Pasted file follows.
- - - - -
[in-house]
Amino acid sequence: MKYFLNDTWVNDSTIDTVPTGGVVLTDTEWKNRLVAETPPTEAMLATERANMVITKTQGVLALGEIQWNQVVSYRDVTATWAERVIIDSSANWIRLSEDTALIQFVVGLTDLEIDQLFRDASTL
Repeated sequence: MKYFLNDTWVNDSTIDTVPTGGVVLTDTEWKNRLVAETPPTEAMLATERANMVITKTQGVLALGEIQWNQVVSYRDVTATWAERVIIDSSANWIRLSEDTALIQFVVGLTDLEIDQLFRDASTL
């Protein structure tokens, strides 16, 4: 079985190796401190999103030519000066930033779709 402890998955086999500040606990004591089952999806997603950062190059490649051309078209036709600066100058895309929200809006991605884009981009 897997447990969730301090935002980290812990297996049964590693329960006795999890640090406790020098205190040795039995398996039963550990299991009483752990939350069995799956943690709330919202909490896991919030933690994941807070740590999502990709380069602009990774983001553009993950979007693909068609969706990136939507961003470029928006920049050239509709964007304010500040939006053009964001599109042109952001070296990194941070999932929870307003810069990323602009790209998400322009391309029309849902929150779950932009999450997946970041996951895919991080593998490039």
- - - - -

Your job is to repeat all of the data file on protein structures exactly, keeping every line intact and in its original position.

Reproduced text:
[in-house]
Amino acid sequence: MKYFLNDTWVNDSTIDTVPTGGVVLTDTEWKNRLVAETPPTEAMLATERANMVITKTQGVLALGEIQWNQVVSYRDVTATWAERVIIDSSANWIRLSEDTALIQFVVGLTDLEIDQLFRDASTL
Repeated sequence: MKYFLNDTWVNDSTIDTVPTGGVVLTDTEWKNRLVAETPPTEAMLATERANMVITKTQGVLALGEIQWNQVVSYRDVTATWAERVIIDSSANWIRLSEDTALIQFVVGLTDLEIDQLFRDASTL
């Protein structure tokens, strides 16, 4: 079985190796401190999103030519000066930033779709 402890998955086999500040606990004591089952999806997603950062190059490649051309078209036709600066100058895309929200809006991605884009981009 897997447990969730301090935002980290812990297996049964590693329960006795999890640090406790020098205190040795039995398996039963550990299991009483752990939350069995799956943690709330919202909490896991919030933690994941807070740590999502990709380069602009990774983001553009993950979007693909068609969706990136939507961003470029928006920049050239509709964007304010500040939006053009964001599109042109952001070296990194941070999932929870307003810069990323602009790209998400322009391309029309849902929150779950932009999450997946970041996951895919991080593998490039």